Here are the extralimital records:

Reedy River, South Carolina: Nest with eggs reportedly collected in 1896 and later lost. The location is in the Piedmont, south of Greenville, at an elevation of approximately 900′. The Reedy flows into the Salad, which flows into the Congaree. This report is listed in the Recovery Plan because it was accepted by Sprunt as “definitive” but is considered highly questionable.

Etowah Mounds, Georgia: Pre-contact site, elevation approximately 700′. Presumably not trade goods “but requires further discussion” per the Recovery Plan. The Etowah River is at the northern end of the Alabama River watershed.

Between Martinsburg, West Virginia and Winchester, Virginia: Specimen reportedly collected by Wilson ca. 1810. Elevation at Winchester is 725′ and at Martinsburg is 453′. This would appear to be in the Potomac watershed.

Edited to add: This report is probably based on an incorrect inference. (Leese and Michaels, 2020)

Moundsville, West Virginia: Two lower mandibles found in a pre-contact (early Common Era, 0-200) midden. Potentially trade goods. Elevation 696′. The location is on the Ohio River.

Philo, Ohio: Near the Muskingum River. Tarsometatarsus found in pre-contact midden, dates from ca. 1100-1500. Elevation 735′.

Sciotto County, Ohio: Same as above. Elevation of the site is 1050′, but the nearby Sciotto River is lower. The site is about 10 miles from the Ohio, and the elevation at the confluence is 533′.

Ross County, Ohio: Same as above. Also on the Sciotto River but farther upstream. Elevation 863′

Near Troy, Ohio: Near the Miami River, March 1804 sight record by Gerard Hopkins, a Quaker envoy to the Miami and Pottwatomi. The report includes a description, “. . . resembling the red headed woodcock of Maryland, except that its head is black and its bill ivory. ” (Leese 2001). Omitted from the map because it doesn’t involve a specimen, but included here because it adds weight to the archaeological records.

Franklin County, Indiana: Report of a specimen, 1869, now lost. Elevation at least 490′. Probably along the Whitewater River, an Ohio tributary. There are a number of early reports from Indiana, but no other reported specimens and no archaeological records. In light of Audubon’s collection at Henderson, KY (just across the Ohio River) as well as the Ohio records, it seems likely that ivorybills were present in parts of Indiana into the 19th century.

Henderson, Kentucky: Female specimen collected by Audubon in July 1810 and used as a model for his first painting of the species. Elevation 400′. This record does not appear in the Recovery Plan or Jackson, and it seems to have been overlooked by researchers. Audubon’s own notation describes the location as “Red Banks”, on the Ohio River at the northernmost limit of the cypress-tupelo association, well upstream from the confluence with the Mississippi. Article by R. Haven Wiley in Kentucky Warbler, May 1970.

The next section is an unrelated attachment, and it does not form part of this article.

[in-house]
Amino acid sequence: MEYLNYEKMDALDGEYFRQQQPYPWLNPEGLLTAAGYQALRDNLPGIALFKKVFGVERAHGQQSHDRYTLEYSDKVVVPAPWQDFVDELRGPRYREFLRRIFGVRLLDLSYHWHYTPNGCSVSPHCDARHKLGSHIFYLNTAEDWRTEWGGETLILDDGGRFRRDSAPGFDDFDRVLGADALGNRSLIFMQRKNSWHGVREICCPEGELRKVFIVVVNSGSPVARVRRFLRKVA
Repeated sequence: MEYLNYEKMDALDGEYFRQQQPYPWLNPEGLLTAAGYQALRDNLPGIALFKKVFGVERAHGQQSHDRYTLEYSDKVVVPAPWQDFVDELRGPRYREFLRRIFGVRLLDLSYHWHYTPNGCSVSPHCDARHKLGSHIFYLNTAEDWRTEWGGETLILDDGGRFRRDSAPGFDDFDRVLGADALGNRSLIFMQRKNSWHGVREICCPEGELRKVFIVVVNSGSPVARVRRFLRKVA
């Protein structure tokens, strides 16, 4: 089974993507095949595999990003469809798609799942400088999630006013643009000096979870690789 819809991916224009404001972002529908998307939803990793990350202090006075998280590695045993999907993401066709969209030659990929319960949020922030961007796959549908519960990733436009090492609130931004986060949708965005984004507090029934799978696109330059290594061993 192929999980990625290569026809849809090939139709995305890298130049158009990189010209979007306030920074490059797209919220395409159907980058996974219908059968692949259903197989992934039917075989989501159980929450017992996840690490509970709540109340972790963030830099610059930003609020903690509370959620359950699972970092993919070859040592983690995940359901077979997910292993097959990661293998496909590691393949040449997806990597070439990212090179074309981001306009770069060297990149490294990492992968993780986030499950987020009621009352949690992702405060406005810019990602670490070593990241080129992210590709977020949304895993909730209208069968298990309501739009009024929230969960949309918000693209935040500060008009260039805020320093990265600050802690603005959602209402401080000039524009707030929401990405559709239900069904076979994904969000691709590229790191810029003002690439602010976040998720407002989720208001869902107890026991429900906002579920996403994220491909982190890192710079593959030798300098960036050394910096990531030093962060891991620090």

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Stanford, Kentucky: Pair reported, with one specimen collected by a Colonel Fleming, 1790. Record accepted by Tanner in 1989. Elevation 942′. The Dix River, which flows into the Kentucky and thence the Ohio, is nearby.

Cahokia Mounds, Illinois: East of the confluence of the Mississippi and the Missouri, 1500s or earlier, tarsometatarsus. Elevation 490′.

Forest Park, Missouri or Vicinity: West of the confluence of  the Mississippi and Missouri. Specimen collected 1896 and in the collection of the Colorado Museum of Natural History. Elevation approximately 500′.

I find it interesting that Ohio is the state with the most pre-contact records involving likely food items – 3 out of a total of 4-6.

With regard to Missouri and the Missouri River watershed, Hasbrouck accepted reports from Fayette and Kansas City, and given the overall picture, this does not seem implausible. In addition, there were persistent reports from the vicinity of Lake of the Ozarks, in the Missouri River watershed, until the end of the 1940s; Tanner received information about Missouri reports from local Audubon society officers but apparently disregarded it. There’s no way to assess the validity of these old, anecdotal claims and no evidence to support them, but given this perspective on the historic range, they may be somewhat less far-fetched than it seems at first glance.